What really makes big sensors produce more appealing images? *Serious*

Started Mar 13, 2014 | Discussions thread
Reilly Diefenbach
Reilly Diefenbach Forum Pro • Posts: 12,674
Re: My own conclusions

Pasmia wrote:

After all these thoughtful comments (mostly) and whatever reading I've been able to do on the subject, I've come to my own conclusion that the major difference simply come down to cropping and sensor technology.

The idea that a M43 25/1.4 will take the same picture as a FF 50/2.8 was proven wrong by some dude, can't find source. The background blur was still more significant than the 25/1.4. What would take the same shot is a ff camera with a 25/1.4, cropped down by 4 times (for sensor area difference). This significant amount of cropping would bring an image from a D800 down to a 8MP picture. These tiny little pixels are being blown up to be used 4 times larger in comparison to pre-cropping, that the SNR will be magnified dramatically. Sensor technology will have to be pretty darn spectacular to hold up a ff crop vs a m43 sensor size. The same goes for m43 vs a 1 inch sensor and so on and so forth.

What I think his proves though, is that megapickles aren't the noise making nuances that we're thinking they are, so long as technology keeps up with SNR per sensor size requirement.

I think an interesting experiment would be to show this in action by making a panoramic image with a m43 camera and a 25/1.4 lens to mimic the point of view of the same picture taken with a 25/1.4 on a ff camera. Of course, the aperture and focal length doesn't have to be this precise setting, so long as they are the same as each other.

What I am thinking is that, if your were to use the older m43 12MP sensor and do his experiment vs a d800, the two images would look practically identical. The d800 would come out on top simply due to being newer sensor technology. It would be a comparison between a hypothetical Panasonic 46MP sensor vs the D800's 36MP. If you were to use something like the GX7 sensor, it would then be a 64MP sensor. These new 16MP m43 sensors are pretty rad in this respect, but they are still, only 1/4 of its hypothetical 64MP big brother.

I think the smaller the sensor is, the more technology is required to make it shine. For instance, doesn't the song rx100 have a 20MP 1in sensor? If this sensor was a ff sensor or if you made a panaroma to match the above experiment, the image would be a 144MP picture.

I think with these thoughts, it's kind of weird that there isn't already a 100MP ff camera. If you grouped a bunch of smaller sensors together into a camera, wouldn't it be the same? I have a feeling a panoramic rx100 would out class a d800 image, so why not just make that a reality?

If the pixel count is a lot higher in the pano, at some point.

Anyways, as a final thought, I think it really comes down to physics and how one poster mentioned that it is just easier to achieve great results with big sensors but not entirely necessary. If you're pro though, and you're getting paid to get 9/10 of your shots nailed, why wouldn't you go for the best of the best, even if it is marginally so.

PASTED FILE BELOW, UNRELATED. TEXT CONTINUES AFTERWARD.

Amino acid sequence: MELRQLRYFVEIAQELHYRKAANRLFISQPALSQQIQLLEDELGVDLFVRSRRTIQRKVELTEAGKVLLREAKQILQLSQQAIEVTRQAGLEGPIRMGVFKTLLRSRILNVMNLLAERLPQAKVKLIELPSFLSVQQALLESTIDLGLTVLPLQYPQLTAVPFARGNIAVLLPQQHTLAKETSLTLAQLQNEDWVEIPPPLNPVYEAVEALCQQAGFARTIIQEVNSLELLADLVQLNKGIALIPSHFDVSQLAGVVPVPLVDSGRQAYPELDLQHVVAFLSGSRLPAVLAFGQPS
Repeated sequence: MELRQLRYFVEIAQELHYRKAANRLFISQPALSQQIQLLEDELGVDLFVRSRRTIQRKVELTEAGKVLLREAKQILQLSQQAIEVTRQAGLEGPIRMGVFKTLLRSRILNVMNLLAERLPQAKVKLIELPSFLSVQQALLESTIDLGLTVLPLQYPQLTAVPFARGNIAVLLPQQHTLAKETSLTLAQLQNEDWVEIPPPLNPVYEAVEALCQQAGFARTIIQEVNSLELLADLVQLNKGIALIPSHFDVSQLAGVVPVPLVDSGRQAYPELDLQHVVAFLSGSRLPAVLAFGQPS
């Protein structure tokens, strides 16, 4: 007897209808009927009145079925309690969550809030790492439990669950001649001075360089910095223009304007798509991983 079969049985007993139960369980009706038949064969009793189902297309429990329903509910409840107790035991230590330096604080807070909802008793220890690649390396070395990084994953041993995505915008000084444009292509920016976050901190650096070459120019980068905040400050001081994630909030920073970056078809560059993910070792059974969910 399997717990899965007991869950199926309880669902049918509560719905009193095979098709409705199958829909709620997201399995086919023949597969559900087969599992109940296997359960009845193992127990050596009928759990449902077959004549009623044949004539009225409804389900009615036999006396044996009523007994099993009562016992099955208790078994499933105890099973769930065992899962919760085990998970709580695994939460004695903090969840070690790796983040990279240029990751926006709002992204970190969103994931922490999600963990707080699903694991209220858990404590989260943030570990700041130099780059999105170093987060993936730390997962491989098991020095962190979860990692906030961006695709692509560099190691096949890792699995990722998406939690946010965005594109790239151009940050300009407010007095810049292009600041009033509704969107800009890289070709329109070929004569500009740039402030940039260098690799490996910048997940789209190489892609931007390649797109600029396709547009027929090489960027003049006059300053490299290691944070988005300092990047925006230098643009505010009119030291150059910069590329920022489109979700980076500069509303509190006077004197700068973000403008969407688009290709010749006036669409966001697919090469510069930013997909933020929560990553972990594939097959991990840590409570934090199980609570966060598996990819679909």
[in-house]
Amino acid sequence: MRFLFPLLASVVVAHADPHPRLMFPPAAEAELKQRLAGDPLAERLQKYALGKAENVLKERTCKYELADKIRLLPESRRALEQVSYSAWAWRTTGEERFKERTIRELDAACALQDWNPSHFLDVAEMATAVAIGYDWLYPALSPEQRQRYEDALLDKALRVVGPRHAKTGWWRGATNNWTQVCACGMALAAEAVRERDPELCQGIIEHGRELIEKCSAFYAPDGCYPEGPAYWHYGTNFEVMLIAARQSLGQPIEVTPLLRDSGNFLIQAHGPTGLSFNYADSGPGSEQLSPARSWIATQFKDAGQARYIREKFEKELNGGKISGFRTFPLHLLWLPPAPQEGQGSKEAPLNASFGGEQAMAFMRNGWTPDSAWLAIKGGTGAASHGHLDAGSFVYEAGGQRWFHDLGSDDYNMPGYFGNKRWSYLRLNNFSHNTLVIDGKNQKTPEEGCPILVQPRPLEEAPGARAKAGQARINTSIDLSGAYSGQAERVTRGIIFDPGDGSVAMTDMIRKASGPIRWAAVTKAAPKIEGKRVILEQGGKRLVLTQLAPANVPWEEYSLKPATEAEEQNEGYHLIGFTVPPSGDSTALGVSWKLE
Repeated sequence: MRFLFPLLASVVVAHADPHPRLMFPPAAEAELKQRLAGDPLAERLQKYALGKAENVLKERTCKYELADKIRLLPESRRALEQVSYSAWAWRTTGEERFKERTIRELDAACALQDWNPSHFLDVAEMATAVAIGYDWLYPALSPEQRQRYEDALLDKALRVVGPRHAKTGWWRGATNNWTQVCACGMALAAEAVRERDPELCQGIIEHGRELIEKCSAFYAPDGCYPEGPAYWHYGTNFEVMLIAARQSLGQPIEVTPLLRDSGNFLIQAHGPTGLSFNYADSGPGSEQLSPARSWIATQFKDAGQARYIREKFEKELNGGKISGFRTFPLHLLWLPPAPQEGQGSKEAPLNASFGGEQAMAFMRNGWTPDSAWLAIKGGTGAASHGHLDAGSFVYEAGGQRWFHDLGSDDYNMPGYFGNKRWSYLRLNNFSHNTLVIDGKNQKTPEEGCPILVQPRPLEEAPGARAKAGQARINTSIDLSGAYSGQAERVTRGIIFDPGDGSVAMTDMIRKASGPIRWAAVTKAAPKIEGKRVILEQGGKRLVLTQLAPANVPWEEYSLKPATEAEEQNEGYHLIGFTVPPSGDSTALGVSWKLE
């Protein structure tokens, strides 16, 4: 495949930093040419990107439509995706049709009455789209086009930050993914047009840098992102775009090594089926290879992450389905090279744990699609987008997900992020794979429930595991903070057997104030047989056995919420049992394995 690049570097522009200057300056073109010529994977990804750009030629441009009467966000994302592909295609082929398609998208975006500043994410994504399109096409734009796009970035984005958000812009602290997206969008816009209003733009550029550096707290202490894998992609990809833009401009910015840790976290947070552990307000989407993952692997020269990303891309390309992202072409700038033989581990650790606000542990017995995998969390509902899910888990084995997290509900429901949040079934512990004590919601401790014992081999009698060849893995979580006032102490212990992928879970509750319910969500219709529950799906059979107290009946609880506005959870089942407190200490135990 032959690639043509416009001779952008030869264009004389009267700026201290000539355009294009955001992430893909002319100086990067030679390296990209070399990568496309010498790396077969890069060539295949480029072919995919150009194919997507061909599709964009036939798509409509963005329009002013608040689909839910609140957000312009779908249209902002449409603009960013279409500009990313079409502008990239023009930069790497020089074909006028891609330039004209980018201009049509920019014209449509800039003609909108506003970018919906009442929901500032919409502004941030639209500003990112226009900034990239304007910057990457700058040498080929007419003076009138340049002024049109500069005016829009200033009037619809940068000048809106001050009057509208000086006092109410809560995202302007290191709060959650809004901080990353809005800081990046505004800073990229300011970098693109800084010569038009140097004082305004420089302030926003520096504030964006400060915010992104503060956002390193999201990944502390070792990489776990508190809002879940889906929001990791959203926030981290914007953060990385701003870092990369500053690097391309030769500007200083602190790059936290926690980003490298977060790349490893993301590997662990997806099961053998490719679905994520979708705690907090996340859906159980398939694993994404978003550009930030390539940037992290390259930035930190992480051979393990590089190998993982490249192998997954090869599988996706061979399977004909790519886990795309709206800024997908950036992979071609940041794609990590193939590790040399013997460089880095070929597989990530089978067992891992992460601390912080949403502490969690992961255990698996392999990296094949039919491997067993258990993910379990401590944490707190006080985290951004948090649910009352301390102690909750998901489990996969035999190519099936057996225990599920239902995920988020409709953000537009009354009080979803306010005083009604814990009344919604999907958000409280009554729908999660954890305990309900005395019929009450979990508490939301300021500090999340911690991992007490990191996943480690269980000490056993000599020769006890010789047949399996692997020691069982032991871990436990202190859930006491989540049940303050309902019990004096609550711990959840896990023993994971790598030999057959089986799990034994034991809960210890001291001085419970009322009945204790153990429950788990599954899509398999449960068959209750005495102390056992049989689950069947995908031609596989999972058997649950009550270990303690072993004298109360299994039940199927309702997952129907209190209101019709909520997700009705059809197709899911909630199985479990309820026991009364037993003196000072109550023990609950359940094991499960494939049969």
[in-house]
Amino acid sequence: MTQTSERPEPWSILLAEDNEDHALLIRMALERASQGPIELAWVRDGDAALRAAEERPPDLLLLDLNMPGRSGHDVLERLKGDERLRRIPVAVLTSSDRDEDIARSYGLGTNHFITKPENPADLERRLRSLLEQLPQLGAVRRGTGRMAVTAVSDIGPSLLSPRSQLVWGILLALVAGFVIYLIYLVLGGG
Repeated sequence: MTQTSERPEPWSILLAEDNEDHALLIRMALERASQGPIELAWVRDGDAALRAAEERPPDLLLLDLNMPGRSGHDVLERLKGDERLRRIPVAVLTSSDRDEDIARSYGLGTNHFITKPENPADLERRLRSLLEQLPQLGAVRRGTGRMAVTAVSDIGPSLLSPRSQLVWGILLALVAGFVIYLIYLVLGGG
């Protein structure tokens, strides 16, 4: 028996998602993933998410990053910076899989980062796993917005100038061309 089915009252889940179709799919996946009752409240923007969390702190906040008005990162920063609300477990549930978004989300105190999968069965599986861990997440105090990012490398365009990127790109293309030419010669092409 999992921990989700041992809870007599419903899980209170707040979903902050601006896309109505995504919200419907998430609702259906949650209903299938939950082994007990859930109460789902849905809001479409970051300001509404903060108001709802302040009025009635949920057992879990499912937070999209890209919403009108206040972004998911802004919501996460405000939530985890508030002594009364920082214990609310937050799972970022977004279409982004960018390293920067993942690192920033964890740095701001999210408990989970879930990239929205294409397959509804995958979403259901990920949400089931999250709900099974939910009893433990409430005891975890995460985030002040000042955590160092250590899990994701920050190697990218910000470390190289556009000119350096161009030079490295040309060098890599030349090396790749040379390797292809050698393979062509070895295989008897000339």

Or even an amateur :^)

My lack of interest in photography for a couple of decades had a lot to do with the "meh" quality of 35mm and the grainy prints it produced.  Prints are pretty dull in general, I find.  With the advent of high MP digital and 1080p monitors, soon to be 4K, the thrill factor has  increased exponentially for a lot of us.  These are great times for photographers, any format you prefer.

I believe a D800 produces more pleasing images OOC than a M43 camera, shot for shot, hands down, cannot be persuaded otherwise.

Correct. Much lower noise, better color, finer detail presented unstrained, the whole package.

I also believe with a lot of planning and setting up, you can mimic practically any shot a d800 can do with an any M43 camera or any other manual camera with adequate lenses. You'd have to do a panoramic HDR for some shots, you'd have to try again over an over and over to get proper focus for some shots. You'd have to have a bit of luck some times. And you'd have to do a lot of professional grade post processing. But I think it's possible.

That may be your final conclusion, but the D800e does a quieter, more naturally detailed pano with fewer artifacts at the same file size than the D7100 (which is no slouch.)  Try it and see.

This is my final conclusion. Practically any manual camera, especially ILCs, can take the exact same images with equivalent IQ, indistinguishable anyways, it's just that some need more work than others; planning for (ie: lighting) and post processing.

Not a night and day difference, but it is definitely there for the perfectionists among us.

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